When I told another dear friend last weekend that I was struggling to keep focused, she told me that she too battled fear in her cancer diagnosis and treatment. She said that the words of the hymn, “Precious Lord, Take My Hand,” have been in her heart almost every moment of every day for years now. This hymn helped her because it didn’t say not to fear. Since she couldn’t get rid of the fear, she decided to live with it but to do so holding His hand.

The words of that hymn make perfect sense to me too, for I have seen the sweet gift that comes in a glimmer of light:

Precious Lord, take my hand
Lead me on,
Let me stand/
I’m tired, I am weak, I am worn
Through the storm, through the night
Lead me on to the light
Take my hand, precious Lord, lead me home.

When my way grows drear, precious Lord, linger near.
When my life is almost gone
Hear my cry,
Hear my call.
Hold my hand lest I fall.
Take my hand, precious Lord, lead me home.

When the darkness appears and the night draws near
And the day is past and gone
At the river I stand
Guide my feet,
Hold my hand.
Take my hand, precious Lord, lead me home.

Precious Lord, take my hand.
Lead me on,
Let me stand.
I am tired, I am weak, I am worn
Through the storm, through the night
Lead me on to the light
Take my hand, precious Lord, lead me home.

Whatever I fear, be the situation a tiny difficulty or a larger crisis, He will lead me on—and because He leads me on, I can stand by holding His hand.

(and did I mention that my C-125 is 185? Whoo hoo!)


8 Responses to “Dark clouds and a glimmer of light”

  1. Allison Says:

    185! AWESOME!

    When can I see you?

  2. Karen Smith Says:

    Cindy, I think of you often and pray for God’s strength for your journey. Not for your strength- because even being such a phenomenally,strong sister in Christ; it will faultier and fail you at times. And so I ask God to give you His strength, His grace for each minute and each hour- because He alone can guide you with His light along this journey- showing you the way step by step- sometimes inch by inch. And you in turn are reflecting His light to so many others. Thank you for blessing all of us, as He is blessing you on the good days and the bad. He IS good ALL of the time- it is His very character. May He grant you have the eyes to see His goodness, even in the little things. And someday, I will send you the cards I keep meaning to send you!!! Until then, know you have my love, my prayers -and I am lifting you up – holding up your arms, especially on the days they are weak. And being very thankful God created you and placed you on this earth for such a time as this- when we need to see Him reflected in you. And as I write this I can’t help but smile, remembering you waving your arms and helping one of my sons- fortunately, I can’t remember which of the three! -see the error of his ways for jumping the curb and driving across the grass at BA! I’m sure he was on an errand of major importance , such as pursuing a girl or attempting to get the football practice on time!!! Thank you for loving me and for loving my family in so many precious ways! And I am celebrating with you that your marker is 185!!, Woo Hoo too!!!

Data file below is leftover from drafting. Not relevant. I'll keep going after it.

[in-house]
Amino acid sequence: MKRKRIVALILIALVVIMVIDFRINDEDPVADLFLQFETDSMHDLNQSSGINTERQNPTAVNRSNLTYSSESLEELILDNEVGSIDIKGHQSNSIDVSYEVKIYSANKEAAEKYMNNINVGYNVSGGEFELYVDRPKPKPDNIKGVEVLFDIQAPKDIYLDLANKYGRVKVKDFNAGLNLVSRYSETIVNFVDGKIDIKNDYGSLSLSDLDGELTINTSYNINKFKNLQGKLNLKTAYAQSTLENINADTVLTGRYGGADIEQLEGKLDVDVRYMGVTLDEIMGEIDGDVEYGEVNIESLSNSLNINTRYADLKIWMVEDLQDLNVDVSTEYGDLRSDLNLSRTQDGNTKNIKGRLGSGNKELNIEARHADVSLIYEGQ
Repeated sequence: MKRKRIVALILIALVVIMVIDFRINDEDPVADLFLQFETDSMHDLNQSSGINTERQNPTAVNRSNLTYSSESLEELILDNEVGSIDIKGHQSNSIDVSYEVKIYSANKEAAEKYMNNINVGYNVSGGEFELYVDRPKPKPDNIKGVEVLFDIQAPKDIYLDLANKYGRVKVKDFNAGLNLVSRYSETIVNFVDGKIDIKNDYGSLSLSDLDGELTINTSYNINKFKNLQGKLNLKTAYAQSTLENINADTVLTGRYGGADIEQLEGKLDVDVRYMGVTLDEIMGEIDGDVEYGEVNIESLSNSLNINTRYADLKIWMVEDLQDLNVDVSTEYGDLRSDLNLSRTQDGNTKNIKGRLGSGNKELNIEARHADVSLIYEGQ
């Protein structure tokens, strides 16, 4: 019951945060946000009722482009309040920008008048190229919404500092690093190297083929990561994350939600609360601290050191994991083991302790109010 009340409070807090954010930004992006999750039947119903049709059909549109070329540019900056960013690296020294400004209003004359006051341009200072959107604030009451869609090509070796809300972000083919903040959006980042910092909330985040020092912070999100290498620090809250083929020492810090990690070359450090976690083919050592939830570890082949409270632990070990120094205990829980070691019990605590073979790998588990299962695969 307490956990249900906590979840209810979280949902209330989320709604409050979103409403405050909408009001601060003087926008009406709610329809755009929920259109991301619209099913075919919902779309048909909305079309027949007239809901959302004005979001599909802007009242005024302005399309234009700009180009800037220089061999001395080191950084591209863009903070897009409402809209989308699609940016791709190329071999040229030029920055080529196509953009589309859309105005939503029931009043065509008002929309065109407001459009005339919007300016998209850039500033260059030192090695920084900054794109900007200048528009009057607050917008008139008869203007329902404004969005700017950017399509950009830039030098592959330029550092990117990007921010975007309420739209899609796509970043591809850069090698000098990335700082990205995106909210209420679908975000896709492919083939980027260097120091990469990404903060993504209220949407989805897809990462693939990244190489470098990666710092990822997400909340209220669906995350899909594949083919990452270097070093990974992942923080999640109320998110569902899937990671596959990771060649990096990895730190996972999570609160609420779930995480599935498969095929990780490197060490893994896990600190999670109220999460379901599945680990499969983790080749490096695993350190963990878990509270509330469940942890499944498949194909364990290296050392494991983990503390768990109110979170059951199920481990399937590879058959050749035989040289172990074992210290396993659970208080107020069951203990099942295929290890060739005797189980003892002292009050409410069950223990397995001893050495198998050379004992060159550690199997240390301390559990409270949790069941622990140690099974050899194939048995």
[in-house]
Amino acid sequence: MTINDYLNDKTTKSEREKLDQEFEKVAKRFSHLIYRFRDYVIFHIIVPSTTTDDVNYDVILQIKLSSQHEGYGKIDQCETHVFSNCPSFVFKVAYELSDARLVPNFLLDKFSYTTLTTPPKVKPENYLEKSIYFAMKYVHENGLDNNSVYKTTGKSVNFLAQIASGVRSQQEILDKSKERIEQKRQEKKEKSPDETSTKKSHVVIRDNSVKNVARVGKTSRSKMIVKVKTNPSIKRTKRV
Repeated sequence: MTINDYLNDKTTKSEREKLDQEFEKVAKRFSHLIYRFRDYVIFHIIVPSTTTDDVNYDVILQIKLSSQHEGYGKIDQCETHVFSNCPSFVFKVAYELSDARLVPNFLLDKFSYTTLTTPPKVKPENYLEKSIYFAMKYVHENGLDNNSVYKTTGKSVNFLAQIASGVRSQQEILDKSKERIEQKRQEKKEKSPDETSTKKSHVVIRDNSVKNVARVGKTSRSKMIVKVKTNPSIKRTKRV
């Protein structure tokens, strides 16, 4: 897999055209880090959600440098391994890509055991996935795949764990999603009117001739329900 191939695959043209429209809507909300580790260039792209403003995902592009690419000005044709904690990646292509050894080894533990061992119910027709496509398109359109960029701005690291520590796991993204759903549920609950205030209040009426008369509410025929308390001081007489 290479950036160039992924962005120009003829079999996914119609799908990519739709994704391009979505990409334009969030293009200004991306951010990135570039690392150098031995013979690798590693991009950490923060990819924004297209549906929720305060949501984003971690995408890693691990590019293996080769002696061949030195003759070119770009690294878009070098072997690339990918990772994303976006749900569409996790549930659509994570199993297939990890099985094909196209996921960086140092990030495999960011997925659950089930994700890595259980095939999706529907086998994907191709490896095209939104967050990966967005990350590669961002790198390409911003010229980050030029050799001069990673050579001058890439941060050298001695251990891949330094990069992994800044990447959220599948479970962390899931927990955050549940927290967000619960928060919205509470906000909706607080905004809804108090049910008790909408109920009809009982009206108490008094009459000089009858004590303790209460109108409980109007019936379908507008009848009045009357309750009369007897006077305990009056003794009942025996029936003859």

3. Melinda Says:

    So glad for the good news! Melinda S.

  4. kayce hughes Says:

    So glad to hear your good news. I have been praying so much for you.

  5. Carolyn Dobbins Says:

    Dear, dear Cindy,

    I am singing with you (“Take Cindy’s hand, Precious Lord, lead her. . . .”).

    Praying, Carolyn

    Carolyn Dobbins 6th Grade Literature Brentwood Academy 219 Granny White Pike Brentwood, TN 37027 615-373-4764 x 313

  6. Barbara Says:

    Love you, friend.

  7. tammyrhayes Says:

    I “woohoo” with you Cindy Tripp! 185 is rocking it! Love you lady!

  8. Comcast Says:

    Still praying.

    Sent from my iPhone